“The United States should suspend all talks related to a civil nuclear cooperation agreement with Saudi Arabia until the Saudi government agrees to the ‘Gold Standard’ requirements and proves they are willing to be responsible partners that respect the basic rights of their citizens,” said Senator Rubio. “This important bill will ensure Congress has oversight over and the right to affirmatively approve any nuclear cooperation agreement with Saudi Arabia, and also continues to press the Saudis for accountability in Jamal Khashoggi’s murder.”
“A government that cannot be trusted with a bone saw, should not be trusted with a nuclear weapon,” said Rep. Sherman. “Saudi Arabia’s plan to build a nuclear plant makes no economic sense as a means of generating electricity but makes perfect sense if the goal is to provide a pretext for a nuclear weapons program. Saudi Arabia’s Crown Prince, Mohammad bin Salman, has indicated that he believes Iran is seeking a nuclear weapon and that Saudi Arabia should keep pace. This outcome that would severely threaten the security of the United States and close allies like Israel. This bill empowers Congress to carry out its constitutional oversight role to prevent an agreement that only contains the ‘plastic’ or ‘fool’s gold’ standard.”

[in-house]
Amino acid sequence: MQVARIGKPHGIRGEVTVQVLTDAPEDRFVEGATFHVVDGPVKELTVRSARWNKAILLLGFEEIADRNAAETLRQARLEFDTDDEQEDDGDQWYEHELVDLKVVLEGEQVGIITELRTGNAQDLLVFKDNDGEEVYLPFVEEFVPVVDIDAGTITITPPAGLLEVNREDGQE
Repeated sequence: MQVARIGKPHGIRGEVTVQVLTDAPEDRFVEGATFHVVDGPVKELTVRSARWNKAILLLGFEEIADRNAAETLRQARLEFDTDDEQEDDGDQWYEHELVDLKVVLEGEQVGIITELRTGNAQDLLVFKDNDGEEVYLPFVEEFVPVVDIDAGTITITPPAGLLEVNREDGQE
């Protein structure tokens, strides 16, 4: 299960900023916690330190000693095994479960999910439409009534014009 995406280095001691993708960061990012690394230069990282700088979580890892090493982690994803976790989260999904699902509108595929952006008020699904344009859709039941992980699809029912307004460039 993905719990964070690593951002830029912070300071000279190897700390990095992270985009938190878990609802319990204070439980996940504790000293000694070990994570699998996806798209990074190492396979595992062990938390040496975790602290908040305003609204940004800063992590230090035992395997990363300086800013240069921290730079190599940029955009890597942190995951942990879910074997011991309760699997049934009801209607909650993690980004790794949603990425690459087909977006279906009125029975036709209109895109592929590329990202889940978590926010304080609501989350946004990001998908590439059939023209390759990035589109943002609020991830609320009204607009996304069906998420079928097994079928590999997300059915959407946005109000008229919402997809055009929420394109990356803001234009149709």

“The constitution is quite clear: any international agreement that requires major undertakings on the part of the United States – such as any proposed Saudi nuclear deal – must be sent to Congress for advice and consent,” said Rep. Messer. “Frankly, it was wrong when the Obama Administration circumvented these requirements with the Iran nuclear deal, and it would be wrong to allow any deal with the Saudis without ensuring that Congress — acting as the voice of American people — has a say.”
The bipartisan group of lawmakers have long-expressed serious concerns with Saudi Arabia’s unwillingness to commit to the gold standard for civil nuclear cooperation agreements, raising concerns that the Kingdom’s commitment to use nuclear energy isn’t solely for peaceful purposes. A commitment to the gold standard is one way the United States ensures that nations with which we engage in civil nuclear cooperation are living up to the highest nuclear nonproliferation standards. In March 2018 Saudi Crown Prince Mohammed Bin Salman stated in an interview that his country would develop nuclear weapons “without a doubt if Iran developed a nuclear bomb.” Just a few months later, Saudi Arabia’s Foreign Minister Adel Al-Jubeir echoed these disturbing comments.” ### https://www.markey.senate.gov/news/press-releases/senators-markey-and-rubio-and-reps-sherman-and-messer-introduce-bipartisan-bicameral-legislation-to-thwart-saudi-arabias-nuclear-weapons-ambitions Link to No Nuclear Weapons for Saudi Arabia Act at original, as well as embedded references